SIT back and enjoy the films. No, not The Oscars silly, but a series of travel shorts from Culture Trip, the media company promising to shake up travel.
Consciously being released at the same time as the Oscars, Culture Trip is calling its series Beyond Hollywood, an eight-episode romp in Ghana, Pakistan, Hong Kong and Scandinavia.
It’s a second series of films, after Hungerlust focused on food, taking specific angles in Paris (boulangerie), Marrakesh (tagine) and Mexico (pulque). And it is the latest step in Culture Trip’s ambitious plans to become the online player in travel.
It calls itself a media company, using storytelling to promote local cultures. It covers literature, music and fashion among its subjects, but food told through film has emerged as an early frontrunner.
Travel is the common denominator, with Culture Trip now starting to make money by facilitating trips. In other words it is an OTA (online travel agent) with upmarket words and films to persuade millennials to travel.
Unique visitor numbers have topped 20m, its app has been installed 1.5m times and it has 8m followers on social. The Hungerlust films was a partnership with Snapchat Shows, which launched in the UK last October.
But the content bedrock of the site is the 1,500 new articles it posts every month, written by 300 freelances worldwide and an in-house editorial team.
The angles can be topical, such as this week’s Karl Lagerfield’s Paris (a clumsy SEO grab) but more likely eclectic: current home page stories also include the story behind the girl from Ipanema in Brazil; the story of Hong Kong’s red sail junkboats, or Thailand’s spectacular fruit carving tradition.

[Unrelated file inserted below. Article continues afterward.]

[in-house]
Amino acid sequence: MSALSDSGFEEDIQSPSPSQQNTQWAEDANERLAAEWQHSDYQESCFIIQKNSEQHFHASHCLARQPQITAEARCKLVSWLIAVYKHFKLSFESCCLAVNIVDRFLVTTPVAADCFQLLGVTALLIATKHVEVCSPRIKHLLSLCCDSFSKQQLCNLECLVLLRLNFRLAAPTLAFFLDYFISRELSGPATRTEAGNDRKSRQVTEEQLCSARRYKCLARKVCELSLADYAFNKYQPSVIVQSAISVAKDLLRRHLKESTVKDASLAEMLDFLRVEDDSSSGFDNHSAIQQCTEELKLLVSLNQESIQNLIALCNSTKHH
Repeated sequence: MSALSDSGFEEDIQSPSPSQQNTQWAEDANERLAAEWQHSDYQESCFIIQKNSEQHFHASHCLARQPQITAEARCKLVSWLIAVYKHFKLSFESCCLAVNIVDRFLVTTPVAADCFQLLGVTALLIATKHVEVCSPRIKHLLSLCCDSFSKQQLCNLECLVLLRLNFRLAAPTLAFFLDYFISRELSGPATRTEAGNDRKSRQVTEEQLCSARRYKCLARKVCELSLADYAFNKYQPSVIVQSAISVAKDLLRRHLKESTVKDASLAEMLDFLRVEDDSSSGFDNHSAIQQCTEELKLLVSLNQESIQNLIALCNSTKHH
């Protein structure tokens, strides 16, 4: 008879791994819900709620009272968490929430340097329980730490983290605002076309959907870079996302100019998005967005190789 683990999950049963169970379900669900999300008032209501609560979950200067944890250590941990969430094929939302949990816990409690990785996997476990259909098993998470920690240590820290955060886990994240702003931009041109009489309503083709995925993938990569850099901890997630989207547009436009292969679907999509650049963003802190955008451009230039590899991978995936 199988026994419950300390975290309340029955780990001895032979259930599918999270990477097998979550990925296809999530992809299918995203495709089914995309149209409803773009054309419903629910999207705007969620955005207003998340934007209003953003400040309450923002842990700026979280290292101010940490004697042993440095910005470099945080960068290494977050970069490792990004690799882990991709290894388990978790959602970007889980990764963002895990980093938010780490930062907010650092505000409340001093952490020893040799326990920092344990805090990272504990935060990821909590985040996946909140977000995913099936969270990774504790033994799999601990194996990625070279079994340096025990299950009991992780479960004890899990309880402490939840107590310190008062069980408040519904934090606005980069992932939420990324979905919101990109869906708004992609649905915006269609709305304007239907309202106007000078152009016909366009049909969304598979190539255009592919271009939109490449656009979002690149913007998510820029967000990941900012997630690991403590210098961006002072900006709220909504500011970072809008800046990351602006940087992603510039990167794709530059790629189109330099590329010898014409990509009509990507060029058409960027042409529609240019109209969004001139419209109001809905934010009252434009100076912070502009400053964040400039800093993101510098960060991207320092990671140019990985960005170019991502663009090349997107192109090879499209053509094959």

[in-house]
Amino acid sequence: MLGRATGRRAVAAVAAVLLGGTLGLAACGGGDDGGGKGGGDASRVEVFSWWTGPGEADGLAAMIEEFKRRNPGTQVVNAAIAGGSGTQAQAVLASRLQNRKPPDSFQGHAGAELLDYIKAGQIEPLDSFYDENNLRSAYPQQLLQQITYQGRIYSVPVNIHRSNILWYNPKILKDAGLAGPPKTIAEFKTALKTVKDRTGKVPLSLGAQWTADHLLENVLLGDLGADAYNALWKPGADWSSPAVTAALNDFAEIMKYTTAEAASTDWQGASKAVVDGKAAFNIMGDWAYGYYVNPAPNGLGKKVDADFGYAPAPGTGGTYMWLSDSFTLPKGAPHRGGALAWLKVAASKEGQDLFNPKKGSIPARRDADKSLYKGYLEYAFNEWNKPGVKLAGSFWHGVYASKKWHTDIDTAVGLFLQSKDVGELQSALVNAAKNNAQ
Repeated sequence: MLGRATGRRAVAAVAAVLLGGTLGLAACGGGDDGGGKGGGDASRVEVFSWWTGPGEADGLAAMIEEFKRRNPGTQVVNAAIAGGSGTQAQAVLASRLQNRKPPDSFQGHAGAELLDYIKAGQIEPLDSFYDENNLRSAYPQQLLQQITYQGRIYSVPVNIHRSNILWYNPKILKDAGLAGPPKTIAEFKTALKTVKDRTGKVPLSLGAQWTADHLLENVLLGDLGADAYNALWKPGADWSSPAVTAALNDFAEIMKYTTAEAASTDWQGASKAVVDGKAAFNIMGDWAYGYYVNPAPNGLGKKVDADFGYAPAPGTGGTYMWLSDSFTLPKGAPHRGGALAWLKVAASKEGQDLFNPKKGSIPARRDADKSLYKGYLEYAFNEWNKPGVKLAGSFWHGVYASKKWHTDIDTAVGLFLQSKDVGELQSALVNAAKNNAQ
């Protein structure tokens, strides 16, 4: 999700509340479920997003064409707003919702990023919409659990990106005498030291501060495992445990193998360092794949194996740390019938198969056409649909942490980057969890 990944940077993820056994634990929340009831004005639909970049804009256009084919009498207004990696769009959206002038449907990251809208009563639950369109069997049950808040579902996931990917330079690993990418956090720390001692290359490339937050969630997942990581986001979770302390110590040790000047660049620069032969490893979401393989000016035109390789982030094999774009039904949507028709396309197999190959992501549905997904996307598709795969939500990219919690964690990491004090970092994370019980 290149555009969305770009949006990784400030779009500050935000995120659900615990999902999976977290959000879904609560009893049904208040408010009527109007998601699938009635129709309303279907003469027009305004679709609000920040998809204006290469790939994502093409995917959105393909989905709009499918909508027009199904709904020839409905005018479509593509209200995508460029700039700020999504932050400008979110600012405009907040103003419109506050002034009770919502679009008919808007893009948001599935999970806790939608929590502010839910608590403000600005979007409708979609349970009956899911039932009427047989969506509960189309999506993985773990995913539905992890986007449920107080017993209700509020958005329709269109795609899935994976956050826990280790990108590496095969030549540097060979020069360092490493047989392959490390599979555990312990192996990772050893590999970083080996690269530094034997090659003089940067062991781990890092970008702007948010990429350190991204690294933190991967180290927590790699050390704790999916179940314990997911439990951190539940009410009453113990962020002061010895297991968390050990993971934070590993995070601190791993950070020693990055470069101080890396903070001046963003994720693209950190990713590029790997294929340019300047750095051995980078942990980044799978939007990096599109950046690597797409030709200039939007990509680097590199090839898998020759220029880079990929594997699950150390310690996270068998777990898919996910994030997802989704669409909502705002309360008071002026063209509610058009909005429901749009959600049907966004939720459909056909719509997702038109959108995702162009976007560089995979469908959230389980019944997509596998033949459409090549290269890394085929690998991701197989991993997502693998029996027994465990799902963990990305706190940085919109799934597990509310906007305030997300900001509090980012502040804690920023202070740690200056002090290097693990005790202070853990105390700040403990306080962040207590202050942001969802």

Interestingly, chief marketing officer Mike Fox, ex-Facebook, was at an industry breakfast meeting this week. He told the Travolution audience that Culture Trip is now using AI and data “to help us identify what content we should be producing.”
You get the sense of Culture Trip throwing everything against the wall to see what sticks. Which is why, perhaps, some employees complain of quantity over quality on employment site Glassdoor where the company is rated 2.9 as a place to work.
Perhaps that’s just early employee churn: while 285 work mainly out of the London office, there are 100 job vacancies. It’s still growing hugely, with profit still some way off (it won $80m in its latest fund-raising last year, so still has some left in the tank).
There are listicles, of course. I’m researching a trip to Chile and there are several Best of… lists of hotels in the capital, Santiago – all linked through to Hotels.com for booking.
Over and above a crude booking link, the main commercial thrust is in working with brands: for example Corinthia Hotels. One film features a dancer on location in Lisbon, another is a photo essay of the city.
Sponsored content is popping up, with On The Go Tours promoting, among other destinations, travel to the Okavango Delta, Botswana and a culinary guide to Japan’s cities.
So the commercial work has begun in earnest: a sponsor for the films wouldn’t be surprising, or adverts playing midway on Facebook. Irritating perhaps, but hey. However, will a Hotels.com connection affect thinking on which hotels to include on listicles? How do we feel about sponsored/branded content in the same mix as original writing? Do we care about that any more?
All questions to be answered, and Culture Trip has enough industry experience to make a decent stab at a site that already goes way behind the cheap, poor quality, SEO obsessed content commonplace on most selling sites.
The history of red sail junkboats may put Hong Kong on a wish list (Culture Trip has those) but apart from selling a flight and hotel, what will it offer over and above to make it a one-stop research and buy site? How bookable can/will the experiences be?
All questions for the future. Meanwhile, put your feet up and enjoy the Beyond Hollywood films, which are being released at the same time for binge consumption. A bit like Netflix, who Culture Trip is also talking to. Interesting times.